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Professor wishes for death of Trump supporters while studying ‘intellectual humility,’ funded by large grant

University won’t say if he violated code of conduct

Months after receiving nearly a million dollars to study “intellectual humility” toward political opponents, a professor expressed glee at the deaths of his political opponents.

Mark Alfano will face no repercussions from Macquarie University because no one has formally complained about his online comments, a spokesperson for the Australian public institution told The College Fix.

The associate professor in the Department of Philosophy shared a Jan. 15 New York Times tweet on the death of a Donald Trump supporter during the Jan. 6 riots outside the U.S. Capitol.

His tweet, which remains live as of early Tuesday, reads: “More of this please.” Alfano proceeded to argue with fellow Twitter users who criticized his tweet, even calling one a “dumbfuck.”

The professor (above) works in moral psychology, which encompasses both philosophy and social science, according to his curriculum vitae. (His Twitter handle includes the phrase “moral psych.”)

He taught at the University of Oregon from 2013 to 2015 and did postdoctoral research at Princeton for a year before that. Alfano joined Macquarie last year after five years at Delft University of Technology in the Netherlands. He did not respond to Fix queries.

“These comments do not state the views of Macquarie University,” the spokesperson said regarding Alfano’s tweets. “The University does not limit staff making public comment in a personal capacity.”

Asked a second time to answer whether Alfano’s tweets violate its staff code of conduct, the spokesperson said Macquarie had no “reason to determine whether or not there is any breach of the code of conduct” because it hadn’t received “any official complaint.”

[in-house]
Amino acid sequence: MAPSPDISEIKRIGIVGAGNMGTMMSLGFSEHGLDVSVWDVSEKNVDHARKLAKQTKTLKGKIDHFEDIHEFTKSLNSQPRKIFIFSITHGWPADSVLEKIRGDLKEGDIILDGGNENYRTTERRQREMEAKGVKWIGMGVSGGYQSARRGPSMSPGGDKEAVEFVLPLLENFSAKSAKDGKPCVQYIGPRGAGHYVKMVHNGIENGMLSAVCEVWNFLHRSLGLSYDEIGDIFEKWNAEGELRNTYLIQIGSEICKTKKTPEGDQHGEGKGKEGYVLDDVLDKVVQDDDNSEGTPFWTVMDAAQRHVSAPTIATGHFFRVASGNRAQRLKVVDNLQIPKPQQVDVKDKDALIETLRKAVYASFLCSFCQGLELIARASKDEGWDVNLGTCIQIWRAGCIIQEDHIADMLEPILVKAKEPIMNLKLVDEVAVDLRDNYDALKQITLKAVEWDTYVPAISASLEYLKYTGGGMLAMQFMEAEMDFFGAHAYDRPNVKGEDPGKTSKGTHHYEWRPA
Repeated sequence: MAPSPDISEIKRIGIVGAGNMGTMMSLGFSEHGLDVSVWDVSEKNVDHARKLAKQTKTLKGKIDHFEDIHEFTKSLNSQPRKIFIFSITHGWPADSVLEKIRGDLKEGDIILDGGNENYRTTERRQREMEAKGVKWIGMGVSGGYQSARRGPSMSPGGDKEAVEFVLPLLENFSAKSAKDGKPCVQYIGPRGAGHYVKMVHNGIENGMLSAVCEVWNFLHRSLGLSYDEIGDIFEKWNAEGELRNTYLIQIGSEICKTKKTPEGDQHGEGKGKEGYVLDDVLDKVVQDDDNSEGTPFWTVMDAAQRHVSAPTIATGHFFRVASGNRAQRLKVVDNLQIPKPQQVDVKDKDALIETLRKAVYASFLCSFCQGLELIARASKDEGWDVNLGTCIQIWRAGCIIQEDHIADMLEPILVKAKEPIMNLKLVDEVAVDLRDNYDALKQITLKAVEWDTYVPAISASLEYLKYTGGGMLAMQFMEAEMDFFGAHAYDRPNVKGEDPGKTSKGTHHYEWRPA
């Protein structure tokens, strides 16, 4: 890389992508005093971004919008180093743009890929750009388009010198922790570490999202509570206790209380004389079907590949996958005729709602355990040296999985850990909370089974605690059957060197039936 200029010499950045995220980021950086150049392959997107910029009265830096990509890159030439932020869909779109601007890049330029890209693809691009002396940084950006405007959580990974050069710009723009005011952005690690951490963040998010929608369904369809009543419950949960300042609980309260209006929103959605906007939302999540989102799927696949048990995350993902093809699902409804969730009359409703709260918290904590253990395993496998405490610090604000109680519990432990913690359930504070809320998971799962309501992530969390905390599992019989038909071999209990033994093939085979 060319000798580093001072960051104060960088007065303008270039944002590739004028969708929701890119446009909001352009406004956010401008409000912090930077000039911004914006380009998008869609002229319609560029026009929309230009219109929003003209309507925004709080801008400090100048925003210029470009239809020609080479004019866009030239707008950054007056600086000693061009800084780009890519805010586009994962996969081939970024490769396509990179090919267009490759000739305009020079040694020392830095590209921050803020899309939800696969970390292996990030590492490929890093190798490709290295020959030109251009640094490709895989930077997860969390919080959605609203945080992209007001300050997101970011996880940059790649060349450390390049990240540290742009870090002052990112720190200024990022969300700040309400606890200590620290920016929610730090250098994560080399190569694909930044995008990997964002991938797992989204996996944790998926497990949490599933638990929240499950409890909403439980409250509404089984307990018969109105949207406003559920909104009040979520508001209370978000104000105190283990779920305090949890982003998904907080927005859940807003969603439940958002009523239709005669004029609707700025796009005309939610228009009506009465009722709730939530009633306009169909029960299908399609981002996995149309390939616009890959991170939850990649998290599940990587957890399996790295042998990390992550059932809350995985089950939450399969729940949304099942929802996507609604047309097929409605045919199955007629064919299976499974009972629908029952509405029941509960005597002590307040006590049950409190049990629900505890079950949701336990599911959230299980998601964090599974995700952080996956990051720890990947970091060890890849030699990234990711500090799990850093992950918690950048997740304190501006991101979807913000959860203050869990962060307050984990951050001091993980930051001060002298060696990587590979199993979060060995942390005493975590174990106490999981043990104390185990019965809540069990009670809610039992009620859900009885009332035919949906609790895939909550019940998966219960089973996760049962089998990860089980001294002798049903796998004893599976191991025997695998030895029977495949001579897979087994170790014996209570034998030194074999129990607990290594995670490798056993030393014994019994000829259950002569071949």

A doctoral candidate personally targeted by Alfano last year showed The Fix his “More of this please” tweet, contrasting its sentiment with the professor’s “intellectual humility” grant.

“There would be serious consequences if a conservative professor wrote this about Biden voters,” Nathan Cofnas at the University of Oxford wrote in an email. “But since the target is conservatives, Alfano will continue to be held up by his peers as an expert in morality and ‘intellectual humility.’”

MORE: Prof suspended for allegedly wishing death on Trump supporters

Dehumanizes Trump supporters with slur from horror movie

Alfano was commenting on the death of 34-year-old Rosanne Boyland. Unlike Ashli Babbitt, the 35-year-old veteran shot and killed by Capitol Police, Boyland’s death was reportedly caused by fellow Trump supporters at the Jan. 6 riots.

The New York Times said it reviewed videos that suggest Boyland was crushed by a throng of Trump supporters who “attempted to use the weight of their combined bodies” to push back police officers in a Capitol tunnel.

Her friend Justin Winchell claimed he tried to pull her out of the crush, which he said was “not incited by Trump supporters.”